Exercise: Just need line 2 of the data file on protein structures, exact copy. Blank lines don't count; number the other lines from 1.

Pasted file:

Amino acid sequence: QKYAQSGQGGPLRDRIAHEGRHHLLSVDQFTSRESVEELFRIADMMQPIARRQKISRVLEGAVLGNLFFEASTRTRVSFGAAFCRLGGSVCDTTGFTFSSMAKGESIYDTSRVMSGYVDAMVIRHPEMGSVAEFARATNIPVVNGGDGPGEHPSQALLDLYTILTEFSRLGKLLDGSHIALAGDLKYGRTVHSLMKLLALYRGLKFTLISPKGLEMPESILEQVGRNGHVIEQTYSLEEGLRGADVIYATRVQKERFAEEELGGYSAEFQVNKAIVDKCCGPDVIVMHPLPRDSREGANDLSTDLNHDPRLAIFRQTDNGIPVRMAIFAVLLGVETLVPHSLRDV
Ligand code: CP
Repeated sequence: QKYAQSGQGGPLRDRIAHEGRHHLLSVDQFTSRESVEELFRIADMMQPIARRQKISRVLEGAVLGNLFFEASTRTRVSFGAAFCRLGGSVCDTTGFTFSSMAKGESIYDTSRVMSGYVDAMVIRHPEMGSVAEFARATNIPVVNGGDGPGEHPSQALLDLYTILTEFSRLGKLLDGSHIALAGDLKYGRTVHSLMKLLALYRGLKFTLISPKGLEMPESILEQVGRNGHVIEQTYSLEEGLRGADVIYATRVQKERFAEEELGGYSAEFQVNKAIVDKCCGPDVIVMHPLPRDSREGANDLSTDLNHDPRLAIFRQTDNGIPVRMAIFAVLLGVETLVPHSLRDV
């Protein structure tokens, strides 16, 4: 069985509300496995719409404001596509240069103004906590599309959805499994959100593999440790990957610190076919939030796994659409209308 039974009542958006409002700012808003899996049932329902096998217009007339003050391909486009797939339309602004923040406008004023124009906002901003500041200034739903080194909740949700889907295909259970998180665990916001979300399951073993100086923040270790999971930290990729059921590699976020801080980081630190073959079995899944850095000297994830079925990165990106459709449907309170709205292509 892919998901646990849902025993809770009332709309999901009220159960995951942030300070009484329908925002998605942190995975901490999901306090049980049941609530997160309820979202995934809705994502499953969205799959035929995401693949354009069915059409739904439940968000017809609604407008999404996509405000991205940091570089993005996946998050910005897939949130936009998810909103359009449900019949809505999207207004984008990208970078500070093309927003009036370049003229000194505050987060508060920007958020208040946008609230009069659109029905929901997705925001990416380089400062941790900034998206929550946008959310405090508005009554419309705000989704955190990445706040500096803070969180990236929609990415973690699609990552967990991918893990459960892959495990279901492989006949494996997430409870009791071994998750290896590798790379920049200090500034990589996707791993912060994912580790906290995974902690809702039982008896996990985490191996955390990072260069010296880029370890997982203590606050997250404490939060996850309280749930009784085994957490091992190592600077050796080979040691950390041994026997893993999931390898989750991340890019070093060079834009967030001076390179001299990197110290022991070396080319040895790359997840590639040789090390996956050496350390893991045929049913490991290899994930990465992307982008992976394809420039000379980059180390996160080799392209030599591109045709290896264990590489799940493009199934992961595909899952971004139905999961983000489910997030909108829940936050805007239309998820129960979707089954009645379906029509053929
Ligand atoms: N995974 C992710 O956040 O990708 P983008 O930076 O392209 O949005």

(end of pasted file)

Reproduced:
Ligand code: CP